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Carl Stamnitz
1745 - 1801

Carl Stamitz German composer was trained in Mannheim by his father and others and entered the court orchestra in 1762.


In 1770 he went to Paris, where he gave concerts as a violinist, viola player and viola d′amore player with his brother Anton and was at times composer and conductor for the Duke of Noailles.


From the 1770s he traveled as a virtuoso and performed in cities such as Vienna, London and The Hague. He was briefly concert director in Kassel (1789-90).


Lately his fame has been declining; In 1795 he became conductor and teacher at the University of Jena.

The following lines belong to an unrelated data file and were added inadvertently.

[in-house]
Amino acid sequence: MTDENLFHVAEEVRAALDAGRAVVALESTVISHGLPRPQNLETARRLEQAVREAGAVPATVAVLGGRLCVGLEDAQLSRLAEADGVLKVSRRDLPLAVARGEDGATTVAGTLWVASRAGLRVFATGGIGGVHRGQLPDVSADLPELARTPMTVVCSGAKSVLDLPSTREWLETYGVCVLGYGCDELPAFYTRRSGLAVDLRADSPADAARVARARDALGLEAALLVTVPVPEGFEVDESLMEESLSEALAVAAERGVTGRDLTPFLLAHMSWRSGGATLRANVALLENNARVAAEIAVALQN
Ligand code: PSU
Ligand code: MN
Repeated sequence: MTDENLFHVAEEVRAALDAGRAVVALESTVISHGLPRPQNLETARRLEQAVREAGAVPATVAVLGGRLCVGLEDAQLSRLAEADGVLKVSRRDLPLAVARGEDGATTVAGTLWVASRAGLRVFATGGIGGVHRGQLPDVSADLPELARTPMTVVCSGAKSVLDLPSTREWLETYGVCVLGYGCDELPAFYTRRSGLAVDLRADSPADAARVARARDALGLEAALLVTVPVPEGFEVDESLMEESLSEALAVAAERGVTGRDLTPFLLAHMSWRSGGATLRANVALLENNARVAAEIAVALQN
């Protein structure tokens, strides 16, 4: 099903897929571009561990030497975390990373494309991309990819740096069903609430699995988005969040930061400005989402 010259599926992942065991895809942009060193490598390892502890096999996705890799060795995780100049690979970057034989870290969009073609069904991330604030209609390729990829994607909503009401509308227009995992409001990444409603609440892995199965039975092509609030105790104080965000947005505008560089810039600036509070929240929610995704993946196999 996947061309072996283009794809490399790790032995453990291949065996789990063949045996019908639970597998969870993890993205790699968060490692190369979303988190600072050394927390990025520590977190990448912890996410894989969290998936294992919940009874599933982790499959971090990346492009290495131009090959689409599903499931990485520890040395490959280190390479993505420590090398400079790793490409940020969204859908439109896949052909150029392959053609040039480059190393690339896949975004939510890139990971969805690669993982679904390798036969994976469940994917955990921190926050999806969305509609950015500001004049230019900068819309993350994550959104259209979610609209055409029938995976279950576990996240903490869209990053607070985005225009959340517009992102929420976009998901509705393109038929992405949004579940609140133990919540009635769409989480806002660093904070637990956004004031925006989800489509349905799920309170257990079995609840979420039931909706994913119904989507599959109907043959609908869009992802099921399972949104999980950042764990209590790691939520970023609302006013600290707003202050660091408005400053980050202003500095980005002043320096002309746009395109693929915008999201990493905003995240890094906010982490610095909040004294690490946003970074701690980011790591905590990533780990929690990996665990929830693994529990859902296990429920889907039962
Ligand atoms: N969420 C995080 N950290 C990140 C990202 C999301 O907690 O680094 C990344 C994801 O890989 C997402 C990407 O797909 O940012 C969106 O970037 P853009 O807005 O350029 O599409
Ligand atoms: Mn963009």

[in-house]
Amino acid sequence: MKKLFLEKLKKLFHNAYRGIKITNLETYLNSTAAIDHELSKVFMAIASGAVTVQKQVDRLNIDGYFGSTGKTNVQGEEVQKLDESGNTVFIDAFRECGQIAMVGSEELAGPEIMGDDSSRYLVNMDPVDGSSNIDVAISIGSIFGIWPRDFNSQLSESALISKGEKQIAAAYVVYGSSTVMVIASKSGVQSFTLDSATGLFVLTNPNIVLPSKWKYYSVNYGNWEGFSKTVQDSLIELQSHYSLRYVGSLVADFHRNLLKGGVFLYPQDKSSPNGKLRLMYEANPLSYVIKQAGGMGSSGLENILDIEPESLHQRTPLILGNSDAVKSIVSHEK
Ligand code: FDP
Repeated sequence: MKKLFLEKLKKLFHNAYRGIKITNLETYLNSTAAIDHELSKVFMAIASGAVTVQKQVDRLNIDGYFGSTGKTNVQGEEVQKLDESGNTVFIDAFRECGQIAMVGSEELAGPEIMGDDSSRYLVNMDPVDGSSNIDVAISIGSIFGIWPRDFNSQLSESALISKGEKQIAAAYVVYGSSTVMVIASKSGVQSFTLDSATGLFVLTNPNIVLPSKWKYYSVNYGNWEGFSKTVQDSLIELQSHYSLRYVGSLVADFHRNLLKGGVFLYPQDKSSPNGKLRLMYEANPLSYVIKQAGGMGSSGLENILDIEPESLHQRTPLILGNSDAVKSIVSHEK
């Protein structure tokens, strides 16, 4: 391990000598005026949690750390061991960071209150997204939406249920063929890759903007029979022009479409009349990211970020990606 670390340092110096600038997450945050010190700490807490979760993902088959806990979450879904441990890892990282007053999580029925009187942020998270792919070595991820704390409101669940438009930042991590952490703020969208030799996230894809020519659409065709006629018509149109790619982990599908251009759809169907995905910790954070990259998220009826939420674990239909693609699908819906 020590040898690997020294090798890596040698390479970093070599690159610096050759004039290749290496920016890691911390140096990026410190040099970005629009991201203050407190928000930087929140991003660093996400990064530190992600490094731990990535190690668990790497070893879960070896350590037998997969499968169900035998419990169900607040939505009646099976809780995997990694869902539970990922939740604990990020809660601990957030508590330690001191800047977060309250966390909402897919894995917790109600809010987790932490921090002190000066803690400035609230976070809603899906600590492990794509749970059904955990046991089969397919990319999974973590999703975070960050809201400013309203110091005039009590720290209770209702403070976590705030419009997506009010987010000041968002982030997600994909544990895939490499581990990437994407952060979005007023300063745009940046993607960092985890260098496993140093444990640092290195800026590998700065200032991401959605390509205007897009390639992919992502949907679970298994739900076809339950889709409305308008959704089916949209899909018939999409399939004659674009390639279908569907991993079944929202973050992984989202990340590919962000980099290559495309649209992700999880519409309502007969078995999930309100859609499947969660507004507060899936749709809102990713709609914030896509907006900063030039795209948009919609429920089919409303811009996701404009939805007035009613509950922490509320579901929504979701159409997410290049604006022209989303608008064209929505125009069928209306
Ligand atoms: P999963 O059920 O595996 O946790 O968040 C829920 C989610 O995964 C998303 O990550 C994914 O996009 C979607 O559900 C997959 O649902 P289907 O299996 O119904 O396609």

Stamitz was one of the most productive orchestral composers in Mannheim and wrote more than 50 symphonies, 38 concertante symphonies and 60 concerts. He also composed a lot of chamber music, two-stage works, and other vocal pieces.


Notable for its leisurely lyricism, his music combines Mannheim conventions with foreign features such as an Italian three-movement pattern in symphonies and the frequent use of rondos (popular in France) in finals.

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